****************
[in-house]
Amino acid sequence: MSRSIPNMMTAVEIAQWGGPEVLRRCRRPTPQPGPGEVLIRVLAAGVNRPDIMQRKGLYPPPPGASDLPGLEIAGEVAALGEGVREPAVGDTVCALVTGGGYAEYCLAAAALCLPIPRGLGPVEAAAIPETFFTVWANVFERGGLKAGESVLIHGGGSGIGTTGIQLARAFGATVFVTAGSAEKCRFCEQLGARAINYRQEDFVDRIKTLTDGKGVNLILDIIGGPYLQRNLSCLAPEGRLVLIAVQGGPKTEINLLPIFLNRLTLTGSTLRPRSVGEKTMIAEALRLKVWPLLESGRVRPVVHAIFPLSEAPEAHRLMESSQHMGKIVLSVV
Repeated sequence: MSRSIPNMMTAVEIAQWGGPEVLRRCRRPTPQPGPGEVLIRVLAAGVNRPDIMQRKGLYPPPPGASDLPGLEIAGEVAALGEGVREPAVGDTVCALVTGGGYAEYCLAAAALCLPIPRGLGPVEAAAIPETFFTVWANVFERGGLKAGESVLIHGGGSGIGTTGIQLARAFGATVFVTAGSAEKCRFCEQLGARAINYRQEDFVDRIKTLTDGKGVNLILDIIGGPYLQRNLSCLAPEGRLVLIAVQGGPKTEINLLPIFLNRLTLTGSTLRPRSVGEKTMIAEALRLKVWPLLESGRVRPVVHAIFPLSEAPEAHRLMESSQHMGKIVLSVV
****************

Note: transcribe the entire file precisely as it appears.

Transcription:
[in-house]
Amino acid sequence: MSRSIPNMMTAVEIAQWGGPEVLRRCRRPTPQPGPGEVLIRVLAAGVNRPDIMQRKGLYPPPPGASDLPGLEIAGEVAALGEGVREPAVGDTVCALVTGGGYAEYCLAAAALCLPIPRGLGPVEAAAIPETFFTVWANVFERGGLKAGESVLIHGGGSGIGTTGIQLARAFGATVFVTAGSAEKCRFCEQLGARAINYRQEDFVDRIKTLTDGKGVNLILDIIGGPYLQRNLSCLAPEGRLVLIAVQGGPKTEINLLPIFLNRLTLTGSTLRPRSVGEKTMIAEALRLKVWPLLESGRVRPVVHAIFPLSEAPEAHRLMESSQHMGKIVLSVV
Repeated sequence: MSRSIPNMMTAVEIAQWGGPEVLRRCRRPTPQPGPGEVLIRVLAAGVNRPDIMQRKGLYPPPPGASDLPGLEIAGEVAALGEGVREPAVGDTVCALVTGGGYAEYCLAAAALCLPIPRGLGPVEAAAIPETFFTVWANVFERGGLKAGESVLIHGGGSGIGTTGIQLARAFGATVFVTAGSAEKCRFCEQLGARAINYRQEDFVDRIKTLTDGKGVNLILDIIGGPYLQRNLSCLAPEGRLVLIAVQGGPKTEINLLPIFLNRLTLTGSTLRPRSVGEKTMIAEALRLKVWPLLESGRVRPVVHAIFPLSEAPEAHRLMESSQHMGKIVLSVV